Sound Seekers by Fateema Sayani is published weekly at OttawaMagazine.com. Read Fateema Sayani’s culture column in Ottawa Magazine and follow her on Twitter @fateemasayani
Launch parties have always been a great way to build hype. That type of event is especially suited to the Twitter age, where many pairs of thumbs can do the work that word of mouth or broadcast media used to do. It’s also a chance to throw it down with the people in your scene.
That will be the spirit of things this Friday when the organizers behind the ninth edition of House of Paint gather at Ritual Nightclub to release the lineup for their late-summer festival, which will take place Sept. 13 to 16 beneath the Dunbar Bridge (down from Brewer Park, across from Carleton University) with satellite events taking place throughout the city.
The festival celebrates the four elements of hip hop — rhyming, DJing, breakdancing, and graffiti — by showcasing the work of Ottawa artists in those fields. The main event will take place on Saturday, Sept. 15 with an artists’ fair, graffiti installations, DJ and MC battles, breakdancing, and workshops for kids (little ones can learn to write their name graf-style using markers or get a DJing-101 lesson). There will be an art show at the Fall Down Gallery on Bank Street and “capacity-building” workshops with academics from three universities talking about the intersection of urban issues and hip hop. There will also be unannounced “pop-up” breakdance sessions throughout the city. Admission to those events is free.
This year, House of Paint organizers are adding a new event. There will be a ticketed concert Sunday, Sept. 16, at the Dunbar Bridge site featuring up-and-comers and royalty of the Canadian hip hop scene. Those names will be announced Friday at the club by MC Atherton, who plans to rhyme the lineup for anyone who wants to click out tweets. At the launch event, there will also be performances by the all-female hip-hop dance troupe called Sick Minds Think Alike, rhyme-sayers Missing Linx, and music by DJ Zattar.
House of Paint has been a beloved bookend to festival season for those in the cultural scene since its inception in 2003 by civics geek and community organizer Sabra Ripley.
Ripley studied peace and conflict studies at the U of T as an undergrad. She returned there to pursue her MA in health promotion and community development, areas in which she has long been active. Way back in the 1990s when rave culture was prominent, Ripley started her own public health advocacy program called OATS (Ottawans Actively Teaching Safety) to educate people about the side effects of rave drugs such as ecstasy and crystal meth. She assembled a crew of educator-heads who would come to parties in the area ready to “drop some science.”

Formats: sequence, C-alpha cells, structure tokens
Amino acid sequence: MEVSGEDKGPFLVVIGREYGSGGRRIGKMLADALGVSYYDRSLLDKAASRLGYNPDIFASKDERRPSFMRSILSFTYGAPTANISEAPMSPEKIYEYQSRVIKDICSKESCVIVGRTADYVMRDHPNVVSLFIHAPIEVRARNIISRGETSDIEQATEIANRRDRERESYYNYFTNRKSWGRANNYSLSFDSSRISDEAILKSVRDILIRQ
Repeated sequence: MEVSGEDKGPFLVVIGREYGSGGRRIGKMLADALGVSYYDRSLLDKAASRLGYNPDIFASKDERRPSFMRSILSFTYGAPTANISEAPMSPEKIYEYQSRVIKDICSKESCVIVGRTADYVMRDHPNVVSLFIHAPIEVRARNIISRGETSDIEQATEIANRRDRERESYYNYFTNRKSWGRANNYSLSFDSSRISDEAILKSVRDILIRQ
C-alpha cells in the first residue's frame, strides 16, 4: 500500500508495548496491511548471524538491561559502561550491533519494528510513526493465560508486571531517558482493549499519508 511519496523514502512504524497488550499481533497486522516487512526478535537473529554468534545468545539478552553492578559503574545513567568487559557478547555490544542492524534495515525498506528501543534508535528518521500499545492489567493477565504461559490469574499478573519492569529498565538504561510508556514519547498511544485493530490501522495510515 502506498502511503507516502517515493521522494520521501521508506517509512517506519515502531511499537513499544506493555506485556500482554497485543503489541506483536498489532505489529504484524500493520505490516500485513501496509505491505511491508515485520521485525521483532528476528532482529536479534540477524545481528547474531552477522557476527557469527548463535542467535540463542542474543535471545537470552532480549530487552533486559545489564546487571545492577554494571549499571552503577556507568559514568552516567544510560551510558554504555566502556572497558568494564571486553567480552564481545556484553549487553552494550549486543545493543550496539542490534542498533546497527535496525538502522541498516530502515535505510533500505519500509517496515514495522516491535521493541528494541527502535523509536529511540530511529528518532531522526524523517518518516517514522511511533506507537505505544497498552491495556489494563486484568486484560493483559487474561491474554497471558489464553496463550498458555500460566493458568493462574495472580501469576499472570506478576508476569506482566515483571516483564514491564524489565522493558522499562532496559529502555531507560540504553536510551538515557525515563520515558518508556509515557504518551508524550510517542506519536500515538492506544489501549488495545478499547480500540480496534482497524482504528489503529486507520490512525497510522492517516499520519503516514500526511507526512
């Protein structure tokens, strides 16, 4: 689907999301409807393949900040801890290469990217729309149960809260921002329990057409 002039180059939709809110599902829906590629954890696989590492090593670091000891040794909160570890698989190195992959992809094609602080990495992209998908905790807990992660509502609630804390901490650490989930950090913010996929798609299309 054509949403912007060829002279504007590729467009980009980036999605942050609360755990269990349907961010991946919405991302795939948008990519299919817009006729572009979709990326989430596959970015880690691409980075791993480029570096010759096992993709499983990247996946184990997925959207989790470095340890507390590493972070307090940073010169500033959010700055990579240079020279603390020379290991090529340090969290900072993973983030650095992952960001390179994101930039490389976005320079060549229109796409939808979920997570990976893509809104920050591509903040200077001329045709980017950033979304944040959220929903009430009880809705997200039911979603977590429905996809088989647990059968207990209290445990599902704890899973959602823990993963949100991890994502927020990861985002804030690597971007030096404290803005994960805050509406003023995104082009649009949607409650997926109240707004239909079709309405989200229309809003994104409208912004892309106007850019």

That mix of business acumen and ground-level cultural connection has always been Ripley’s strong point and has given House of Paint the organizational infrastructure needed to keep it strong. Over the years, Ripley has shored up city funding, assisted in efforts to “green” the festival through safe spray-can disposal, and — just this year — she and her programming team incorporated the festival as a not-for-profit organization, which opens the door to multiple sources of funding.
Part of the establishing process involves stickhandling complex GST rules for charities, and gathering a board of directors, which includes U of O criminology prof Deborah Landry, Sandy Hill Community Centre youth outreach worker Gerald Dragon, and architect Sarah Lee.
Ripley and her team also held feedback sessions throughout the year with graffers, dancers, and artists to find out how to keep the festival growing. Those sessions helped to stem the worry that all the efforts being spent on the organizational bureaucracy were taking programmers too far away from the community that it represents through House of Paint.
The festival’s programming team comprises a crew of artists active in the scene. Ripley is the executive director. Rob Reid of World Famous Music handles promotion and performance files, while DJ Zattar (Alexandre Mattar) programs the music. Mike Gall, who works under the handle Mesa, coordinates graffiti artists; Allister Xavier handles the finance; D’janau Morales coordinates dancers; and Kenji Toyooka fields the design aspects of the festival.
House of PainT (organizers capitalize the ‘T’ as a play on the band name House of Pain; we didn’t elsewhere in this article because it looks like a typo) Launch party: Friday, July 27, at Ritual Nightclub, 137-1/2 Besserer St. 10 p.m. No cover.
ALSO THIS WEEKEND
Brooklyn singer Sharon Van Etten is an NPR darling. Pitchfork thinks she’s pretty cool too. She’s at Maverick’s Monday with Ottawa indie rock dude Landon A.R. Coleman. 221 Rideau St., 9 p.m., $15.
LAL (TO/downtempo/desi-beat) returns to the area to play an outdoor event Friday at SAW Gallery called Summer Nights. Watch the film Double Take (the New York Times calls it “intellectually agile”), and then take in the pop show. There will be chilli and baked beans served on site. Tickets are $5 or $10 if you want to attend a Saturday screening as well. Event takes place at 67 Nicholas St. Full deets at www.summernightsfestival.org.
It has nothing to do with music, but it’s too wacky to ignore. On Saturday, July 28, a bunch of drought-stricken folks wearing costumes and armed with dollar-store supersoakers will gather in Dundonald Park on Somerset Street West for a super-duper water fight. Join the game via Facebook.